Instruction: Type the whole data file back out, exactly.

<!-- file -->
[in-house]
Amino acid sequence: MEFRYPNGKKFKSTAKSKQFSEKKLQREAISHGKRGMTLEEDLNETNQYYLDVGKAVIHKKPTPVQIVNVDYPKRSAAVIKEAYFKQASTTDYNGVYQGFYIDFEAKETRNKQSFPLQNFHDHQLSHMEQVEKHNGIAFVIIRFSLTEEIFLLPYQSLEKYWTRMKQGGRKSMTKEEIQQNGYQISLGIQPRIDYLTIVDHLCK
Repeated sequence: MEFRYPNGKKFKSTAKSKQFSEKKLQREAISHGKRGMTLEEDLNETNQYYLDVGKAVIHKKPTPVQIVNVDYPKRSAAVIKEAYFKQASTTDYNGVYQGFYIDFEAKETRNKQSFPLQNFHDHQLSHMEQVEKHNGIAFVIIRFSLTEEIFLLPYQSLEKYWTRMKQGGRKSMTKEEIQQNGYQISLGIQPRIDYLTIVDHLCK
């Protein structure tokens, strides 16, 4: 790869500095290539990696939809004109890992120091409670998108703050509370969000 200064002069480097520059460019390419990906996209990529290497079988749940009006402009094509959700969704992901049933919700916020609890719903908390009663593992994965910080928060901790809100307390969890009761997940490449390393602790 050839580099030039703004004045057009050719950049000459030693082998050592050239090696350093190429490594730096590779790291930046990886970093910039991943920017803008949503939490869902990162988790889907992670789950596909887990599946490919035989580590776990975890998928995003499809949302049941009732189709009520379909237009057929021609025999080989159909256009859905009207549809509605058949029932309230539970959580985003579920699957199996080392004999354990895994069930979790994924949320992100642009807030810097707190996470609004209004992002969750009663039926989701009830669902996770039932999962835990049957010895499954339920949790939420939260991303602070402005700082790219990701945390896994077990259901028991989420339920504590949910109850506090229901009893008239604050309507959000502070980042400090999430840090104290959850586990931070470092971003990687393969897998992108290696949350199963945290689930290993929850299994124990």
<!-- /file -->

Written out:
[in-house]
Amino acid sequence: MEFRYPNGKKFKSTAKSKQFSEKKLQREAISHGKRGMTLEEDLNETNQYYLDVGKAVIHKKPTPVQIVNVDYPKRSAAVIKEAYFKQASTTDYNGVYQGFYIDFEAKETRNKQSFPLQNFHDHQLSHMEQVEKHNGIAFVIIRFSLTEEIFLLPYQSLEKYWTRMKQGGRKSMTKEEIQQNGYQISLGIQPRIDYLTIVDHLCK
Repeated sequence: MEFRYPNGKKFKSTAKSKQFSEKKLQREAISHGKRGMTLEEDLNETNQYYLDVGKAVIHKKPTPVQIVNVDYPKRSAAVIKEAYFKQASTTDYNGVYQGFYIDFEAKETRNKQSFPLQNFHDHQLSHMEQVEKHNGIAFVIIRFSLTEEIFLLPYQSLEKYWTRMKQGGRKSMTKEEIQQNGYQISLGIQPRIDYLTIVDHLCK
């Protein structure tokens, strides 16, 4: 790869500095290539990696939809004109890992120091409670998108703050509370969000 200064002069480097520059460019390419990906996209990529290497079988749940009006402009094509959700969704992901049933919700916020609890719903908390009663593992994965910080928060901790809100307390969890009761997940490449390393602790 050839580099030039703004004045057009050719950049000459030693082998050592050239090696350093190429490594730096590779790291930046990886970093910039991943920017803008949503939490869902990162988790889907992670789950596909887990599946490919035989580590776990975890998928995003499809949302049941009732189709009520379909237009057929021609025999080989159909256009859905009207549809509605058949029932309230539970959580985003579920699957199996080392004999354990895994069930979790994924949320992100642009807030810097707190996470609004209004992002969750009663039926989701009830669902996770039932999962835990049957010895499954339920949790939420939260991303602070402005700082790219990701945390896994077990259901028991989420339920504590949910109850506090229901009893008239604050309507959000502070980042400090999430840090104290959850586990931070470092971003990687393969897998992108290696949350199963945290689930290993929850299994124990």